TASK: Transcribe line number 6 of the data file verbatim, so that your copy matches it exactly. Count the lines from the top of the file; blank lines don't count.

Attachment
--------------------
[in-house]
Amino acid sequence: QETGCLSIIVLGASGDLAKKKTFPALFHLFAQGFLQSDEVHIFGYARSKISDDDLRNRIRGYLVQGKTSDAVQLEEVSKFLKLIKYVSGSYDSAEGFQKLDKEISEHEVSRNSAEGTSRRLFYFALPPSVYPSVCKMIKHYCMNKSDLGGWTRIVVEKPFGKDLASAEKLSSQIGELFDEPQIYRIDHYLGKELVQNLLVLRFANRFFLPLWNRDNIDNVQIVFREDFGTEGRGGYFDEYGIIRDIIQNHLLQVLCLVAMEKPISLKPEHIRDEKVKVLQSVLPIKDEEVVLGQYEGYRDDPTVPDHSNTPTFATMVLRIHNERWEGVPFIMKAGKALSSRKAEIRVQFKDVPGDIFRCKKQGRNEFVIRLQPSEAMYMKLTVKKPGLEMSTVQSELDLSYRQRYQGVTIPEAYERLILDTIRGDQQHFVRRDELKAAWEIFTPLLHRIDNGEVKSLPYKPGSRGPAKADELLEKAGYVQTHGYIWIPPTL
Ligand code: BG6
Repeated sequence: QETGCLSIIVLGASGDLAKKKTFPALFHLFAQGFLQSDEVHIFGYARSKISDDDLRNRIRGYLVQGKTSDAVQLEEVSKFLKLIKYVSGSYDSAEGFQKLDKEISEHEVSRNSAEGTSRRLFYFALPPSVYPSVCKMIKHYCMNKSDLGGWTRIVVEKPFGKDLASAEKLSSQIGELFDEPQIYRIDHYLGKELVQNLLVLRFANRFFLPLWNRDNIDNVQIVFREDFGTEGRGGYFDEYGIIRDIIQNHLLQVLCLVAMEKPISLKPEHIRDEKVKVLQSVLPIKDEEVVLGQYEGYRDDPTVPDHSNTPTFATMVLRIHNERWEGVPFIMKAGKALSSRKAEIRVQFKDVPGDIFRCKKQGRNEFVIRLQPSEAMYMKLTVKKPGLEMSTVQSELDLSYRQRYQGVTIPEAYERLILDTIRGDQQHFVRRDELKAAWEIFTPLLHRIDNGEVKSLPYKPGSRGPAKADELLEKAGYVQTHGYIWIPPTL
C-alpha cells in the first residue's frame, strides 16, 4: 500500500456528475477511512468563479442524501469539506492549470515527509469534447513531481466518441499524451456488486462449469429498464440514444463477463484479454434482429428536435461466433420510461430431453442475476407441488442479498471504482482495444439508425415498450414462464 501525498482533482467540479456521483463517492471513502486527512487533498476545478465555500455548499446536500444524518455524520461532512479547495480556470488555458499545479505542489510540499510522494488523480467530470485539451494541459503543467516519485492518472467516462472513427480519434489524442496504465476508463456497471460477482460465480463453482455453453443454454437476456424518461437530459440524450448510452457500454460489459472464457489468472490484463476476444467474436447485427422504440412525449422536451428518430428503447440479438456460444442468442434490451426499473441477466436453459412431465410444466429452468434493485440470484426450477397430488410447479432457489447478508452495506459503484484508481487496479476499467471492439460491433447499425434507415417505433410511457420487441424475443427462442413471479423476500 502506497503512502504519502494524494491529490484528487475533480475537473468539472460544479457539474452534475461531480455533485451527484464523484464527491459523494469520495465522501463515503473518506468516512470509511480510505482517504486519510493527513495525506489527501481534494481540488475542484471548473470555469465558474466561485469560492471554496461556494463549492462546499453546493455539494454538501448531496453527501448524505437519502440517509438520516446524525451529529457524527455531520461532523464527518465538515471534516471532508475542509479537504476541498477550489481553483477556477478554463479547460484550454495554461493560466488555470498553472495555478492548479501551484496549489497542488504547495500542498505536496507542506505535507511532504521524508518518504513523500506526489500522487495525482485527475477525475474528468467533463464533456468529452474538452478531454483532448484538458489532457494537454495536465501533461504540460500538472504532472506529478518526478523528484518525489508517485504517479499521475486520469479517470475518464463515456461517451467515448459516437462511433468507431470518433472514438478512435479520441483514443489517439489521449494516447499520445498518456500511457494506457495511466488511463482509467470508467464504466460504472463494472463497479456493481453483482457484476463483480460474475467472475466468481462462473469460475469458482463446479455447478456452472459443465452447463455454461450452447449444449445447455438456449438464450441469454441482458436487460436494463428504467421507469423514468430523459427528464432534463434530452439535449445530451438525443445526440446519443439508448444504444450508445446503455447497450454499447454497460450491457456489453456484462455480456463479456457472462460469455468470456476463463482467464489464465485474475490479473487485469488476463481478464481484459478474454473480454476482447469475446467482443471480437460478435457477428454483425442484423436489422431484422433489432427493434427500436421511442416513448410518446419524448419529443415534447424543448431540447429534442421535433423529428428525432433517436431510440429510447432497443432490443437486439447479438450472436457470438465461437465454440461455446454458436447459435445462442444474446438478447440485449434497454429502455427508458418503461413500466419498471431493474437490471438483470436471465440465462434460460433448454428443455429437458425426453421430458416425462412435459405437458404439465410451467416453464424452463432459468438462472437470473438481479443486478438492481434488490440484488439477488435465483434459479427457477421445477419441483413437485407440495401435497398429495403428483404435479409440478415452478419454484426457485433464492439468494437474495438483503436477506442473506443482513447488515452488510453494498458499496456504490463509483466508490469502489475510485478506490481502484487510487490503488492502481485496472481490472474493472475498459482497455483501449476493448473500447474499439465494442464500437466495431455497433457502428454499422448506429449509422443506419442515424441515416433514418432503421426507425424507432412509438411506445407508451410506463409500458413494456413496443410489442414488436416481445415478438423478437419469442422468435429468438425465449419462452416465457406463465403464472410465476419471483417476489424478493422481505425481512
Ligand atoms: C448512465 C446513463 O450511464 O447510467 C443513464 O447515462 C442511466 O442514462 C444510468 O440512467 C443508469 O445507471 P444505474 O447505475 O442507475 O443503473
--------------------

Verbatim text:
Ligand atoms: C448512465 C446513463 O450511464 O447510467 C443513464 O447515462 C442511466 O442514462 C444510468 O440512467 C443508469 O445507471 P444505474 O447505475 O442507475 O443503473